First and foremost, I’d like to put it on record that I have the upmost respect for all our men and women who serve in the police force. I have every confidence that they will eventually apprehend those responsible for the illegal fracking, though I fully appreciate that the lack of witnesses and viable evidence may prove problematic.
First contact started a little bit awkwardly, as apparently, 999 is not an appropriate number to dial unless there is immediate danger of some kind. Having ascertained this, I redialed and was connected to an operator at the local station, who put me on to PC Dave from the dog section . The conversation went something like this:
MONTY: I’d like to report some illegal fracking, please.
PC DAVE: Illegal what?
PC DAVE: Fracking?
PC DAVE: Are you involved in the mining business yourself, sir?
MONTY: No. But I am digging a trench.
PC DAVE: A trench?
MONTY: Yes, a trench.
PC DAVE: What kind of trench?
MONTY: A large one. I anticipate it will run the whole length of the garden.
PC DAVE: And for what purpose are you digging this trench, sir?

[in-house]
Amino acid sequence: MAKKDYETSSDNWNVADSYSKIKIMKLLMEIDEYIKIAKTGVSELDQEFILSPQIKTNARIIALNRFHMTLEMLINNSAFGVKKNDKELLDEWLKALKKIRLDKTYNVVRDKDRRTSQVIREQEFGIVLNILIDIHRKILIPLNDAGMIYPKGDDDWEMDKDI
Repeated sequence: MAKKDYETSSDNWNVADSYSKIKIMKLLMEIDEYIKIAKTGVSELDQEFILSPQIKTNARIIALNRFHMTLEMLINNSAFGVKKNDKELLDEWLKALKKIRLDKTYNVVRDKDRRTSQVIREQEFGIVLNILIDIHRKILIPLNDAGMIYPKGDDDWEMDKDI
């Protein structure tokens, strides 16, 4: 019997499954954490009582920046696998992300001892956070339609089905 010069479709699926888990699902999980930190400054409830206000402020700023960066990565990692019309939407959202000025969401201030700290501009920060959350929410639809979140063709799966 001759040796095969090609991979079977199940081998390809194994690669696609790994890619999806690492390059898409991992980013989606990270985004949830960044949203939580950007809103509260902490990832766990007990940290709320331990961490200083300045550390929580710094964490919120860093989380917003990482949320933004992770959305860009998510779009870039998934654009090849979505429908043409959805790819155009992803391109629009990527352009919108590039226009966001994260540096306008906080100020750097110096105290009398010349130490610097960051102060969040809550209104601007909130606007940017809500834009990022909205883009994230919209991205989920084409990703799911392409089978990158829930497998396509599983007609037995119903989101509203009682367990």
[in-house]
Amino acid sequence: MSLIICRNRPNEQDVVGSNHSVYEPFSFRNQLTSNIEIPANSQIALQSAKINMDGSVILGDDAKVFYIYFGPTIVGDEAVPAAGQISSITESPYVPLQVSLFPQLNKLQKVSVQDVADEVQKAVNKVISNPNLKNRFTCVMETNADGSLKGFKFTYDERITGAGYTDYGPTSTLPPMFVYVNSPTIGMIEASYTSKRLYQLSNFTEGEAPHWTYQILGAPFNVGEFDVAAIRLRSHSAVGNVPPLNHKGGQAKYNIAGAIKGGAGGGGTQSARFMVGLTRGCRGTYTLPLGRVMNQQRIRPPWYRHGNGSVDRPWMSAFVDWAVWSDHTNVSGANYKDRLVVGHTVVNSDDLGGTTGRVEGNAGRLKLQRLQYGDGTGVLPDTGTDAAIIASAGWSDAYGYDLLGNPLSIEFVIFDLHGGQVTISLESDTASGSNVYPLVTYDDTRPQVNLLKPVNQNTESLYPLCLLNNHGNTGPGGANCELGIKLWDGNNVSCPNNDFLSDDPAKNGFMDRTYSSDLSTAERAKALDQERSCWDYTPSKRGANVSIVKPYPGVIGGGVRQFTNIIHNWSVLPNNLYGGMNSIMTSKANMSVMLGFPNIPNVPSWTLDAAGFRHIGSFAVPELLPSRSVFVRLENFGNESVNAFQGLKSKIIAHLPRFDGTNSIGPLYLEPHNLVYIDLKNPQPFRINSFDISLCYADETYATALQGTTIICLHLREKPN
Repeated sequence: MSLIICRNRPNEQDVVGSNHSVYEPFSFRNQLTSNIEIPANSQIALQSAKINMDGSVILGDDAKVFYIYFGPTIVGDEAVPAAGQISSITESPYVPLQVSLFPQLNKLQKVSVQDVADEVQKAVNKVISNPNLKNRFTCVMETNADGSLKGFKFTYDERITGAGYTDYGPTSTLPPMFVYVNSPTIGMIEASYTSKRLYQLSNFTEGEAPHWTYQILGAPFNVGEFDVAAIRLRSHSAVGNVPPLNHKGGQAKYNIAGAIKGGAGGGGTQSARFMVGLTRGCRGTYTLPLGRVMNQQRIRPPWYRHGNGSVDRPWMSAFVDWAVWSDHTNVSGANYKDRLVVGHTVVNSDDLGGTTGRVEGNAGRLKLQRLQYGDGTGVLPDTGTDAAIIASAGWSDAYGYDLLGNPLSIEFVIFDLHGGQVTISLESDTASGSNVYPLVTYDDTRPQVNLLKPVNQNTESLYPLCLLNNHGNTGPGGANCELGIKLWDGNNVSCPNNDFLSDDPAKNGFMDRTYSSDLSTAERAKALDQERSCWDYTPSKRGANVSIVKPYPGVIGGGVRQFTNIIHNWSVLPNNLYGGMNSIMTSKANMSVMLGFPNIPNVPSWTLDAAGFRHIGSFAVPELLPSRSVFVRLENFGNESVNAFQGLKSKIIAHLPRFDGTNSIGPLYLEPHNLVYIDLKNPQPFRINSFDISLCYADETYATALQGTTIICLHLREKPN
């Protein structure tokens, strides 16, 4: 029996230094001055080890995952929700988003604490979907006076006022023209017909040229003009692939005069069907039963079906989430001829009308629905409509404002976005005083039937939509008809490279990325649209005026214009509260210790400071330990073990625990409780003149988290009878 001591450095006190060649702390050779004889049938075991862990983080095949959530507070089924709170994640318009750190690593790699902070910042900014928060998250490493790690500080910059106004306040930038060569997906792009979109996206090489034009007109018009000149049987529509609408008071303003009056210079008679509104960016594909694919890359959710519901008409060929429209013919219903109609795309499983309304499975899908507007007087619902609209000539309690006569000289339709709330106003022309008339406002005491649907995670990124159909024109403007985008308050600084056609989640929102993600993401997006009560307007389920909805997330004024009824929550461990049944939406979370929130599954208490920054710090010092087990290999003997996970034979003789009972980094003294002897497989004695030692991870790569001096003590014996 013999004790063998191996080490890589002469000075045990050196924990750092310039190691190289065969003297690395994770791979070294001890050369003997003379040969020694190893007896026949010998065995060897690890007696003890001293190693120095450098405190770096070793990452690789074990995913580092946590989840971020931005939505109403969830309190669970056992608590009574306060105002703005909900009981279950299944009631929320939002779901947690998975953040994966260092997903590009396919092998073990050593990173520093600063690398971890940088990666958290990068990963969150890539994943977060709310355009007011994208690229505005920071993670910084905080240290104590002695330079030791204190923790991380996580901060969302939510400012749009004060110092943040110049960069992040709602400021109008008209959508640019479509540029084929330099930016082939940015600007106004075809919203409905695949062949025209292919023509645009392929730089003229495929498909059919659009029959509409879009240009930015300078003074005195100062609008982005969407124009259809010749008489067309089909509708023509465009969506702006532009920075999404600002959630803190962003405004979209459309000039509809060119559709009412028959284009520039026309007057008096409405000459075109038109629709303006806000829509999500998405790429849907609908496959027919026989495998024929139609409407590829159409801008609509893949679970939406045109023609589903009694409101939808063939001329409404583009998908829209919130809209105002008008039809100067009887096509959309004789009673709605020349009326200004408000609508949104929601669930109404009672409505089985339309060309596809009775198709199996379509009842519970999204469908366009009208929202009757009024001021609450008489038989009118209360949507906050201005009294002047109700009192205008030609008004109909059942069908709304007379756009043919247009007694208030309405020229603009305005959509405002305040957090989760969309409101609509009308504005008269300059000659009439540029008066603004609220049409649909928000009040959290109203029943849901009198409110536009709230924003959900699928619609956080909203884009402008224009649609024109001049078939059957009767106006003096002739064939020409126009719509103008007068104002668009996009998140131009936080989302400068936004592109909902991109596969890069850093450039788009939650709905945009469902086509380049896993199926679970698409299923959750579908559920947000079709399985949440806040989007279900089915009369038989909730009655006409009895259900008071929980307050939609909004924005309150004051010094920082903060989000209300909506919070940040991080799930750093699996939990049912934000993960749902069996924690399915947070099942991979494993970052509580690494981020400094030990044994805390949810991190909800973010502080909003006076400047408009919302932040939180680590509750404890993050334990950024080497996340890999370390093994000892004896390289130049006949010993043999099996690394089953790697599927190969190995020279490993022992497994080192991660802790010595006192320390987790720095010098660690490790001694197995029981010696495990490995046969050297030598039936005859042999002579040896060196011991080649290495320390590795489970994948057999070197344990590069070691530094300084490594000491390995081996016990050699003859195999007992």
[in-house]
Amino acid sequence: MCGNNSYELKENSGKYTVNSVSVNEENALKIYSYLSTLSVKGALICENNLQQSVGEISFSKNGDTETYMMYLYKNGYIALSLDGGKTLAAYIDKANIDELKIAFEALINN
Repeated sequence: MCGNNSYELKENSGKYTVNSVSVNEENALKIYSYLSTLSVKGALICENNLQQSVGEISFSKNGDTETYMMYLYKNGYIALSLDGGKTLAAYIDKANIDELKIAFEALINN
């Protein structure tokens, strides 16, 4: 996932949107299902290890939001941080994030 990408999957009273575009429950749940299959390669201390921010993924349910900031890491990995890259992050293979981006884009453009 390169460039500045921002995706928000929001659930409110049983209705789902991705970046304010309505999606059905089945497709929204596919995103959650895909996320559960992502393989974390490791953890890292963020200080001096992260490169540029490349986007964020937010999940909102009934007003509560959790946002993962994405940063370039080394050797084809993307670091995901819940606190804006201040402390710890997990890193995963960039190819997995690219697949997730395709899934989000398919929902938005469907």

MONTY: Does it matter?
PC DAVE: It might. I’m just trying to ascertain your reasons for digging a trench. You’re not planning on using it for any kind of anti-social behaviour are you?
MONTY: How dare you! I’ve never been anti-social in my life.
PC DAVE: There’s no need to become defensive, sir. I’m just conducting basic enquiries. You have to admit, it’s a little unusual to build a trench in a suburban garden.
MONTY: I have my reasons.
PC DAVE: I’m sure you do, sir. Do you also have planning permission?
It was at this point, unfortunately, that the phone failed. I decided against ringing back today. I feel satisfied that I have made an initial enquiry and will speak with PC Dave again in the near future.
I have also determined to re-establish contact with Bob at The Council to chase up my planning application. Not because I am worried about it, I just feel it’s time to conclude business on that front.